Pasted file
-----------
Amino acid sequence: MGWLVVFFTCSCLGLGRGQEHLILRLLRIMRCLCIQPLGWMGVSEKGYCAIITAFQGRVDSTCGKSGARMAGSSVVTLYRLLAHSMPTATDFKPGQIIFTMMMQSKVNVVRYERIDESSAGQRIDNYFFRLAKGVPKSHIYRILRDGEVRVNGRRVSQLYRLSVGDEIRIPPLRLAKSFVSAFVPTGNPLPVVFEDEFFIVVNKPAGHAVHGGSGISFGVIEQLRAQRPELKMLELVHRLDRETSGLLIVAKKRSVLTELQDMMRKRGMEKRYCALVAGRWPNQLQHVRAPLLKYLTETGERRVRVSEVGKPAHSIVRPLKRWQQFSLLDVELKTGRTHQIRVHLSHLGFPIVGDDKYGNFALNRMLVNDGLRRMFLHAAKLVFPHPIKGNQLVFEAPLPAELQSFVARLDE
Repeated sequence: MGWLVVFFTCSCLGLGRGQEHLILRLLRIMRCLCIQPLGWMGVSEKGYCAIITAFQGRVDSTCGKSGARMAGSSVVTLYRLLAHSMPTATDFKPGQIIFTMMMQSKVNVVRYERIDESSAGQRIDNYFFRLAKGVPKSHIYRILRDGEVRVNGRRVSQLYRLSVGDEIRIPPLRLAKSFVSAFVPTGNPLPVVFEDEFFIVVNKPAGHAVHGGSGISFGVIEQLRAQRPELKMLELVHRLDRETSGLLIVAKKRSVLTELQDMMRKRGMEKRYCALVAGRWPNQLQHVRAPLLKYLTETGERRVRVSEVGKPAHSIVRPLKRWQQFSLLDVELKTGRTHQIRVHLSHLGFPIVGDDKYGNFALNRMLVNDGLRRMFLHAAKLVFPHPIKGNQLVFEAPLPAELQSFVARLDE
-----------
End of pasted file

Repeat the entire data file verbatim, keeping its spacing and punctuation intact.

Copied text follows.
Amino acid sequence: MGWLVVFFTCSCLGLGRGQEHLILRLLRIMRCLCIQPLGWMGVSEKGYCAIITAFQGRVDSTCGKSGARMAGSSVVTLYRLLAHSMPTATDFKPGQIIFTMMMQSKVNVVRYERIDESSAGQRIDNYFFRLAKGVPKSHIYRILRDGEVRVNGRRVSQLYRLSVGDEIRIPPLRLAKSFVSAFVPTGNPLPVVFEDEFFIVVNKPAGHAVHGGSGISFGVIEQLRAQRPELKMLELVHRLDRETSGLLIVAKKRSVLTELQDMMRKRGMEKRYCALVAGRWPNQLQHVRAPLLKYLTETGERRVRVSEVGKPAHSIVRPLKRWQQFSLLDVELKTGRTHQIRVHLSHLGFPIVGDDKYGNFALNRMLVNDGLRRMFLHAAKLVFPHPIKGNQLVFEAPLPAELQSFVARLDE
Repeated sequence: MGWLVVFFTCSCLGLGRGQEHLILRLLRIMRCLCIQPLGWMGVSEKGYCAIITAFQGRVDSTCGKSGARMAGSSVVTLYRLLAHSMPTATDFKPGQIIFTMMMQSKVNVVRYERIDESSAGQRIDNYFFRLAKGVPKSHIYRILRDGEVRVNGRRVSQLYRLSVGDEIRIPPLRLAKSFVSAFVPTGNPLPVVFEDEFFIVVNKPAGHAVHGGSGISFGVIEQLRAQRPELKMLELVHRLDRETSGLLIVAKKRSVLTELQDMMRKRGMEKRYCALVAGRWPNQLQHVRAPLLKYLTETGERRVRVSEVGKPAHSIVRPLKRWQQFSLLDVELKTGRTHQIRVHLSHLGFPIVGDDKYGNFALNRMLVNDGLRRMFLHAAKLVFPHPIKGNQLVFEAPLPAELQSFVARLDE